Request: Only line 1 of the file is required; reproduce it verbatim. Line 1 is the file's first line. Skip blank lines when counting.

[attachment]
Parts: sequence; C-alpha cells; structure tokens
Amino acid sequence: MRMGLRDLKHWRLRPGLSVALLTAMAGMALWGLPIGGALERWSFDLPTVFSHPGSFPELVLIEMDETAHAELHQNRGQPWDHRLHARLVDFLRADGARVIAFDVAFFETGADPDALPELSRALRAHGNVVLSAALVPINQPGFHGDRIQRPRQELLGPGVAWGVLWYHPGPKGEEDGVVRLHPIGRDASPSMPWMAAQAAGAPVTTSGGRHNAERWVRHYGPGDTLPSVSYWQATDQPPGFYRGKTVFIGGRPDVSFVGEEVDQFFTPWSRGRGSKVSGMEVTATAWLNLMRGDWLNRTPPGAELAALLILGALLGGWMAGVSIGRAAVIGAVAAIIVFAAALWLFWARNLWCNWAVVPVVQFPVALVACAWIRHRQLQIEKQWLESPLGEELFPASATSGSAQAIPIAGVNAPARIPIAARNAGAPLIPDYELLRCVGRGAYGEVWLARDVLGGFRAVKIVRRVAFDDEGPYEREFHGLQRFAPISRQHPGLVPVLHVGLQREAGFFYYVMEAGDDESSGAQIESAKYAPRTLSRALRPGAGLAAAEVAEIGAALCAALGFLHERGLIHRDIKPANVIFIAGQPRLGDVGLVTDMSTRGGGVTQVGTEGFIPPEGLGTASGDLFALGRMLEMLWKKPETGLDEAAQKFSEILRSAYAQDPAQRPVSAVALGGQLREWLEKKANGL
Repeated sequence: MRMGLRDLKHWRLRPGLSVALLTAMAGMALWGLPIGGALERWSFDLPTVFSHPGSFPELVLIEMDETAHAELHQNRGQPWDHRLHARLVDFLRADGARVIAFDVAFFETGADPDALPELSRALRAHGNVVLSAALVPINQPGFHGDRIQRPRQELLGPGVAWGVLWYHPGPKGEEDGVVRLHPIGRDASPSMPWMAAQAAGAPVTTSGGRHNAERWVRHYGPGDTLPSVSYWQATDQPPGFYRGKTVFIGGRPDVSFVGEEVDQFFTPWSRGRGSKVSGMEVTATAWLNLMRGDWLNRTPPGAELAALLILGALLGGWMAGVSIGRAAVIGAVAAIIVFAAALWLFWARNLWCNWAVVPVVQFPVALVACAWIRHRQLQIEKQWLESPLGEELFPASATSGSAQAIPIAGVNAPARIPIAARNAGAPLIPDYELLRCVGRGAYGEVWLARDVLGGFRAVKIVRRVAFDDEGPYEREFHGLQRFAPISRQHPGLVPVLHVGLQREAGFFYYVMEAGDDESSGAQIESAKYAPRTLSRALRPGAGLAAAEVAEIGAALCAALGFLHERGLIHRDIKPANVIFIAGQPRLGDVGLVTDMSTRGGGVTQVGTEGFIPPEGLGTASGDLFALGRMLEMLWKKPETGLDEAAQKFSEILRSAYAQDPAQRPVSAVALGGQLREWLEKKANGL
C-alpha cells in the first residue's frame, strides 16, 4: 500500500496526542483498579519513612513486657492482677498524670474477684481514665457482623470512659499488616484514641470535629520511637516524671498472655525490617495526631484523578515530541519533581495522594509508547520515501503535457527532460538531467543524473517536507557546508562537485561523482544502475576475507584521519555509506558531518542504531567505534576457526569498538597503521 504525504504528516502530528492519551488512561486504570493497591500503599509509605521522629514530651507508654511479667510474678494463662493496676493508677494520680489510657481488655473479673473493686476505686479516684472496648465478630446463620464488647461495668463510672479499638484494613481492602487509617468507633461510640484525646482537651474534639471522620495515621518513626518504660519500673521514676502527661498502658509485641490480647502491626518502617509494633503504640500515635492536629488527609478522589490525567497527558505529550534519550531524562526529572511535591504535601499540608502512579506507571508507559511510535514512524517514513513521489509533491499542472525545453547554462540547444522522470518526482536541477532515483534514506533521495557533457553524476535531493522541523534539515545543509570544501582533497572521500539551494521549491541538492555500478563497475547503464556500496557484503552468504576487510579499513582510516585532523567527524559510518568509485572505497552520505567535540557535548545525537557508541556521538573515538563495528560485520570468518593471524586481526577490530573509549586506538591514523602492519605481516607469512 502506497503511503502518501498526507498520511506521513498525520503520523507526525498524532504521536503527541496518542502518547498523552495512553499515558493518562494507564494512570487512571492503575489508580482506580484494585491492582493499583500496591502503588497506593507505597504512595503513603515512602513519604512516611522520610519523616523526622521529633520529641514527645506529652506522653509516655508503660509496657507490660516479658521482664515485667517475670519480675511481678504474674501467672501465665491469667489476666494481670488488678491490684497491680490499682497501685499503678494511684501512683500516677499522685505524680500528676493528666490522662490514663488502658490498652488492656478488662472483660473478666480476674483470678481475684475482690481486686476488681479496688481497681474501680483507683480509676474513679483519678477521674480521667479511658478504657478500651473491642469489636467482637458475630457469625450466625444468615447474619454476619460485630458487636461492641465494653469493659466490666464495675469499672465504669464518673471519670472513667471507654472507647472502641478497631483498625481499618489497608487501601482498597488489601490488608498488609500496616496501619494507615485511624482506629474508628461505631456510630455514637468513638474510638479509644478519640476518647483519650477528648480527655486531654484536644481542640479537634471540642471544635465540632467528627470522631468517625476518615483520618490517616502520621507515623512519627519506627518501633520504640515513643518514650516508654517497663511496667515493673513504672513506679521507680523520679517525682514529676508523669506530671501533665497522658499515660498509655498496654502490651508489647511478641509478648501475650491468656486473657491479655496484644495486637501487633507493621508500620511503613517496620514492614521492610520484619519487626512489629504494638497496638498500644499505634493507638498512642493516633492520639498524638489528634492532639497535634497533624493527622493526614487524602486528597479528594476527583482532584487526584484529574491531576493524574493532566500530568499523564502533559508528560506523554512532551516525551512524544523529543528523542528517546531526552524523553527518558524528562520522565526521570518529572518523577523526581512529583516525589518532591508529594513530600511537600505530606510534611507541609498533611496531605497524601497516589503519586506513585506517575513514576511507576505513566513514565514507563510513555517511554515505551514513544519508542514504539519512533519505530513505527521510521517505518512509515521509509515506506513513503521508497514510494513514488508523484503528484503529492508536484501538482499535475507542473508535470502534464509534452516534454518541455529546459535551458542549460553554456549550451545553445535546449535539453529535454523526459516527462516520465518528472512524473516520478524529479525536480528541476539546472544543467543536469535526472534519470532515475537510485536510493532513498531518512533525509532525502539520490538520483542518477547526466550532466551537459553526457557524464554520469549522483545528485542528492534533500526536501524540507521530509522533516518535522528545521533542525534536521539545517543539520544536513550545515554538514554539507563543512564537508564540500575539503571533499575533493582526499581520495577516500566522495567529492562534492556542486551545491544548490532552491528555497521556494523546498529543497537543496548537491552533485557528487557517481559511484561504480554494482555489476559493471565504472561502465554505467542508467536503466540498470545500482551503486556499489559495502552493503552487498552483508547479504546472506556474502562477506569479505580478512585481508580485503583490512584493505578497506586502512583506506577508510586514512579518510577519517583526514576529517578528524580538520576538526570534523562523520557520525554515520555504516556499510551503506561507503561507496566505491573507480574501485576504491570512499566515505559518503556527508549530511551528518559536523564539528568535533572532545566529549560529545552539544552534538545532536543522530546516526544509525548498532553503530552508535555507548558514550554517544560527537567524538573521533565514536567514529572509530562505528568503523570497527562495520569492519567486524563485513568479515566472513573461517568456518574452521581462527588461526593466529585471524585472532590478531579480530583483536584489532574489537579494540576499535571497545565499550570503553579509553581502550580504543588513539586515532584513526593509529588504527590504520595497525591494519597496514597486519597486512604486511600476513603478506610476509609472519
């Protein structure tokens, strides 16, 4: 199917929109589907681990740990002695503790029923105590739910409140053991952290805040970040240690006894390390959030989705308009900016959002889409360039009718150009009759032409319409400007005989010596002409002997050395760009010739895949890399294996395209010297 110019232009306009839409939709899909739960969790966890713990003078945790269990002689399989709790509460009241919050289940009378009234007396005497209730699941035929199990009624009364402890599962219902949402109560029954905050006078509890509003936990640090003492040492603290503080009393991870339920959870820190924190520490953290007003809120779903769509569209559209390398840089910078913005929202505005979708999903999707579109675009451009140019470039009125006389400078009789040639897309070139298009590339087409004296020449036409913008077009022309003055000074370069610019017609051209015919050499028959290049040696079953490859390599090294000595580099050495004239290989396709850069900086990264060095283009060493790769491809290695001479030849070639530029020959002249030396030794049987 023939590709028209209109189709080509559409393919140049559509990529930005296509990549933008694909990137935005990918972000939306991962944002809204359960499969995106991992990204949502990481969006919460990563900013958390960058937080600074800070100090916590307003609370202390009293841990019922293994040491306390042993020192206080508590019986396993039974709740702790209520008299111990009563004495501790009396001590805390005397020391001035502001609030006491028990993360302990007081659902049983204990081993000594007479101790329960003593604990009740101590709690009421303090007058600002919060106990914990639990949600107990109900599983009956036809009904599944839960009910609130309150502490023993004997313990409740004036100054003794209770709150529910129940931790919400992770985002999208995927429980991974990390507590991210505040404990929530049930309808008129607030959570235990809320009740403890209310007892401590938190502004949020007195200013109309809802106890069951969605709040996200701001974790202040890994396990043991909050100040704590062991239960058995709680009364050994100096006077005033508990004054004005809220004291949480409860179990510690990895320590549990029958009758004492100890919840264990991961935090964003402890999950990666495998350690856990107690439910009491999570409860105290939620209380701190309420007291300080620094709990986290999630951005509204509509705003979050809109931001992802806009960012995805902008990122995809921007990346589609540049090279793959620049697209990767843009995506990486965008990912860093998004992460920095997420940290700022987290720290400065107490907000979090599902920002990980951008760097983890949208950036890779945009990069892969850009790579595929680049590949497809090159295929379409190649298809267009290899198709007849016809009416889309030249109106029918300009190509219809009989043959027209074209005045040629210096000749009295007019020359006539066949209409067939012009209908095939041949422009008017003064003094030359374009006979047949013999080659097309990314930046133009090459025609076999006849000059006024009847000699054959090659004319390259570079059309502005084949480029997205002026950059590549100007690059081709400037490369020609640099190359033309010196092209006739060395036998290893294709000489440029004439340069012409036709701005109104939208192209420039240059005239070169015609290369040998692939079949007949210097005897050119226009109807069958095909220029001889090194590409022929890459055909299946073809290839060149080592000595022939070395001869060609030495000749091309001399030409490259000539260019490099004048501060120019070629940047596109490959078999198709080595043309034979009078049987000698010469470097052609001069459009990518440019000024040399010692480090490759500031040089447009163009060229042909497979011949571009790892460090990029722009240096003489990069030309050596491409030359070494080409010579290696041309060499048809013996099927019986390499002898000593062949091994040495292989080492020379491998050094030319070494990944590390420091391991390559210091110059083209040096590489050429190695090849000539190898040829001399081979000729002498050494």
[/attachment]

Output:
Parts: sequence; C-alpha cells; structure tokens